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Injection moulding is one of the most popular manufacturing processes, used for fabrication of plastic parts. The plastic parts, produced by this method, can have variable shapes and sizes.

Injection Moulding

The injection moulding process requires the following to be present: an injection moulding machine, raw plastics material and a mould. Many types of injection moulding machines are available, with different components and configurations.

All machines have some common parts, these are:

– injection unit,

– mould assembly unit,

– clamping unit.

 

The injection unit is composed of a motor, material hopper, barrel and a screw. The barrel has heaters and is ended with a nozzle.

The mould assembly is composed of a mould (core and cavity), bars, stationary platen and an ejection system.

The clamping unit contains a motor, movable platen and bars.

The mould is a very expensive part and consequently the injection moulding process is mostly used in mass production (thousands or millions of parts). Typically, moulds are made of hardened or pre-hardened steel or aluminium.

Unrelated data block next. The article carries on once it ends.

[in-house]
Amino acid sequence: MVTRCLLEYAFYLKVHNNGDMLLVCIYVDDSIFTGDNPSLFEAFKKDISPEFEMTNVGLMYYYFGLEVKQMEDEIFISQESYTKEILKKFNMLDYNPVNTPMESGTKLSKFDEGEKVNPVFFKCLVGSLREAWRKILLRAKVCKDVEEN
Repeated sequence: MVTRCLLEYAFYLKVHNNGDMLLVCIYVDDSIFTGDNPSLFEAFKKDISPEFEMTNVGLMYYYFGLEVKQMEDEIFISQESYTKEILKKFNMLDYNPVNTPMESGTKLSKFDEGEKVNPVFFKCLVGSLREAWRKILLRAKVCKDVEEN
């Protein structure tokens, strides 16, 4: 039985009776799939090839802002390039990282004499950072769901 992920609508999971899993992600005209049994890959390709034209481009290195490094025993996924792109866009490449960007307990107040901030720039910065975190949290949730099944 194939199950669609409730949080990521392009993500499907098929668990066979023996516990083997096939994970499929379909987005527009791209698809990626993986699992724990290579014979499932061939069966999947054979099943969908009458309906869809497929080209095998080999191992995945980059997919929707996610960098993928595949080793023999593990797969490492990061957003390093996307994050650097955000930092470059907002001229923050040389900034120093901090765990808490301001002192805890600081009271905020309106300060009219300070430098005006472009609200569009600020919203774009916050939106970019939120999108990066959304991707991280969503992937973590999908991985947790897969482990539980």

How does it work?

The injection process is divided into the following stages:

1. Clamping – the movable and stationary platens hold the cavity and the core together under pressure during the injection (and later also during cool down).

2. Injection – the plastic material is melted in the barrel and is being moved towards the nozzle. The required amount of the plastic (called shot) is injected into the mould very quickly.

3. Cooling – the molten plastic in the mould is being cooled down, keeping the desired shape.

4. Ejection – the cooled part is ready, the mould opens and the ejecting system ejects the part from the mould.

Simple, isn’t it?

 

Sources:

1. Custom Partnet

2. Rutland plastics

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